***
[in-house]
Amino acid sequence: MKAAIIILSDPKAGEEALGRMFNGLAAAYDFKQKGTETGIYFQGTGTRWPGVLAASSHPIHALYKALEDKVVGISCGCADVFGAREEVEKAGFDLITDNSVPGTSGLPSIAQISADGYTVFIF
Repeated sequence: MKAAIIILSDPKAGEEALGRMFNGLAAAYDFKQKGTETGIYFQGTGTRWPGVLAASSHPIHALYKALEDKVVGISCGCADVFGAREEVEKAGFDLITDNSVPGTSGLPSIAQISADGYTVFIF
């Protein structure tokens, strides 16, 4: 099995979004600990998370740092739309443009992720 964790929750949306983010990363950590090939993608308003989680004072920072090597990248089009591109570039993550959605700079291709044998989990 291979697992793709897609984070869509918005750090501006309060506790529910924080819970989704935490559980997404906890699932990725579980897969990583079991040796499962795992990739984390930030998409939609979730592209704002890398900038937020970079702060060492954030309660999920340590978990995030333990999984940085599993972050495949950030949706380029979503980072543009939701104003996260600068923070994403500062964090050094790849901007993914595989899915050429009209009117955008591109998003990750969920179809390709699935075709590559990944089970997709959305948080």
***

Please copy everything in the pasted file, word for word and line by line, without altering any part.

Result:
[in-house]
Amino acid sequence: MKAAIIILSDPKAGEEALGRMFNGLAAAYDFKQKGTETGIYFQGTGTRWPGVLAASSHPIHALYKALEDKVVGISCGCADVFGAREEVEKAGFDLITDNSVPGTSGLPSIAQISADGYTVFIF
Repeated sequence: MKAAIIILSDPKAGEEALGRMFNGLAAAYDFKQKGTETGIYFQGTGTRWPGVLAASSHPIHALYKALEDKVVGISCGCADVFGAREEVEKAGFDLITDNSVPGTSGLPSIAQISADGYTVFIF
């Protein structure tokens, strides 16, 4: 099995979004600990998370740092739309443009992720 964790929750949306983010990363950590090939993608308003989680004072920072090597990248089009591109570039993550959605700079291709044998989990 291979697992793709897609984070869509918005750090501006309060506790529910924080819970989704935490559980997404906890699932990725579980897969990583079991040796499962795992990739984390930030998409939609979730592209704002890398900038937020970079702060060492954030309660999920340590978990995030333990999984940085599993972050495949950030949706380029979503980072543009939701104003996260600068923070994403500062964090050094790849901007993914595989899915050429009209009117955008591109998003990750969920179809390709699935075709590559990944089970997709959305948080």